Patriot's DayThe Library will be
on Monday, April 21
The SAILS Library System will be upgraded on Monday, Apr.21 at 10am. During the upgrade the Library Catalog, Freegal, Museum Passes and the Virtual Catalog will be unavailable. Overdrive should continue to function. The upgrade is expected to last for several hours.
National Library Week
Help us celebrate National Library Week by donating non-perishable food, paper goods and grocery items to benefit the St. Vincent dePaul food pantry. This local organization assists over 400 of our neediest families. Please bring your grocery items to the Library beginning on April 13 and drop them in the donation box.
No out-of-date or open items please.
With so many new books coming out each year you're bound to miss some gems. From time-to-time the Middleborough Public Library will list a few of these "Hidden Gems" for your consideration.
Pioneer Girl, by Bich Minh Nguyen
Unable to find work after earning her Ph.D. in Literature, narrator Lee is back home helping run her family's restaurant and butting heads with her difficult mother. When Lee's brother disappears, leaving behind only a note and a brooch that may have belonged to author Laura Ingalls Wilder, Lee plunges headfirst into uncovering mysteries that have plagued her since her childhood and exploring the kinship she has always felt with Wilder's daughter Rose, a journalist and the ghostwriter of Wilder's "Little House On the Prairie" series. Though Nguyen follows several thematic threads in this book, she is a capable author, serving up a polished story that reads like a memoir and encouraging the reader to consider the ways in which confronting the past helps us to make sense of our future.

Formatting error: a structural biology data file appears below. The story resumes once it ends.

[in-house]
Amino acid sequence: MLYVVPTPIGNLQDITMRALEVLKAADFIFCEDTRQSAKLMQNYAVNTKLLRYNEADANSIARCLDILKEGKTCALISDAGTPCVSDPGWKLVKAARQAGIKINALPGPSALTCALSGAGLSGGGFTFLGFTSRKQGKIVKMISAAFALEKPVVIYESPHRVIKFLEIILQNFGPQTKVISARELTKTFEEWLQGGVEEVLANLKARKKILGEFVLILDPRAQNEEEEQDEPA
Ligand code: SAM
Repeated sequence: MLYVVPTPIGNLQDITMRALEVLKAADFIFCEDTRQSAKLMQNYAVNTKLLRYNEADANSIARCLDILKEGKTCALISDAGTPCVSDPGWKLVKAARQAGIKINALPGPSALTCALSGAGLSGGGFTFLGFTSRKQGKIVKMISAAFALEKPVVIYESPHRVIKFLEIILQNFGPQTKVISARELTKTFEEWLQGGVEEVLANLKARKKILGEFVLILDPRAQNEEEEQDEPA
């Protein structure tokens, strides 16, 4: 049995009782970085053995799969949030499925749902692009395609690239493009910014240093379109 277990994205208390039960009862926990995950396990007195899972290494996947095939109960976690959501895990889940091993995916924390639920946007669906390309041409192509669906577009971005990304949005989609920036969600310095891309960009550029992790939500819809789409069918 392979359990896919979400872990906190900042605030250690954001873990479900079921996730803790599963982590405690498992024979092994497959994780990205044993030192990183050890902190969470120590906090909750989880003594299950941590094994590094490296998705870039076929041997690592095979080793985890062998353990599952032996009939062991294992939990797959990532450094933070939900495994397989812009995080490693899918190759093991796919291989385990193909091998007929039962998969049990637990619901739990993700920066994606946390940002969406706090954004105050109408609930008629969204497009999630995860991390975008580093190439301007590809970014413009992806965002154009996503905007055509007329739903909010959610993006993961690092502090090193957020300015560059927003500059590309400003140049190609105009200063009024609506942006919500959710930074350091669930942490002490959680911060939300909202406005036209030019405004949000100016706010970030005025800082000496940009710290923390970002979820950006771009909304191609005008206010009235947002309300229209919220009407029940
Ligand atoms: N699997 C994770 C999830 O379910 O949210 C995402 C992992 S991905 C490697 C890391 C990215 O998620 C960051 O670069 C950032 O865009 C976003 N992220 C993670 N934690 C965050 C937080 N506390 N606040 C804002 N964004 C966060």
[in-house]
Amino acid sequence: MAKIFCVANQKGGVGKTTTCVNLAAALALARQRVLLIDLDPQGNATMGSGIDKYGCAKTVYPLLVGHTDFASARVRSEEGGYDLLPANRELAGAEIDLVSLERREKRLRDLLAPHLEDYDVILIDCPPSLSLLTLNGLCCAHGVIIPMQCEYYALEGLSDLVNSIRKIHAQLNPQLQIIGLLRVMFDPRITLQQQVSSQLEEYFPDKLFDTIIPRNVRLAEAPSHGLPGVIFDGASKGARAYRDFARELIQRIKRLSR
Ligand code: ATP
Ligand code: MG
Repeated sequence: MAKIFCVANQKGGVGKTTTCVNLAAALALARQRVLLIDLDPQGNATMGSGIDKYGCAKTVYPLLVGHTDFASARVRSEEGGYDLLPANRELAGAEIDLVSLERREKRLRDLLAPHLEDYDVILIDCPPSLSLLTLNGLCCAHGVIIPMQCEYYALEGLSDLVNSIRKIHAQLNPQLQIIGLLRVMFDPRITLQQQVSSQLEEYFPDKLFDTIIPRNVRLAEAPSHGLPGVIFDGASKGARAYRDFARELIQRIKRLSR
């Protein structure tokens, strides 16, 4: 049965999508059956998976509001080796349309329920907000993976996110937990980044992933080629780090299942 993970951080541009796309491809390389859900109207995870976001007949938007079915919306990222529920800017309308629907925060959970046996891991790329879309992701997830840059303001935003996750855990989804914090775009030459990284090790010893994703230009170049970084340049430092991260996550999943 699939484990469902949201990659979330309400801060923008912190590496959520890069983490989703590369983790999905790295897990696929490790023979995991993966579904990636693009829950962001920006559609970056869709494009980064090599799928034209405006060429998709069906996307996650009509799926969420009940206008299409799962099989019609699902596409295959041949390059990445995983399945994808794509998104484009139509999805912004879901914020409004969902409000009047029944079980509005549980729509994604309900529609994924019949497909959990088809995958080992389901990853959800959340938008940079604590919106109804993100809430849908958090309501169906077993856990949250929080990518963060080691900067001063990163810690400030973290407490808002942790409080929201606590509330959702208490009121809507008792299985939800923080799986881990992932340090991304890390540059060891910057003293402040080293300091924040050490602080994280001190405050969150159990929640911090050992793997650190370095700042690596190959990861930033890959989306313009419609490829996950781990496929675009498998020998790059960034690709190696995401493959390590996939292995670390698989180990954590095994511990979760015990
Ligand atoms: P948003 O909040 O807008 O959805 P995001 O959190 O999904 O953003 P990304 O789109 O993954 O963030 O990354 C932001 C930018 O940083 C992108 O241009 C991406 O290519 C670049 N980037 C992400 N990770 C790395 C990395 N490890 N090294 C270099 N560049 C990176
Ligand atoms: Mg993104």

Coming Clean, by Kimberly Rae Miller.
In this heartbreaking and bittersweet memoir actress and writer Miller describes growing up on Long Island as the daughter of chronic hoarders. As a child, Kim did her best to hide the truth of her home life: a father who "collected" newspapers and broken electronics; a mother whose chronic health conditions gave way to depression and a shopping addiction; and various houses and apartments ravaged by rats, mold, water damage, fire, filth, and even a stranger living undetected in the attic. Miller writes frankly and conversationally of the shame and stigma of her upbringing; how her parents' lifestyle shaped her into the adult she became; and, above all, the complex but unconditional love she and her parents have for each other.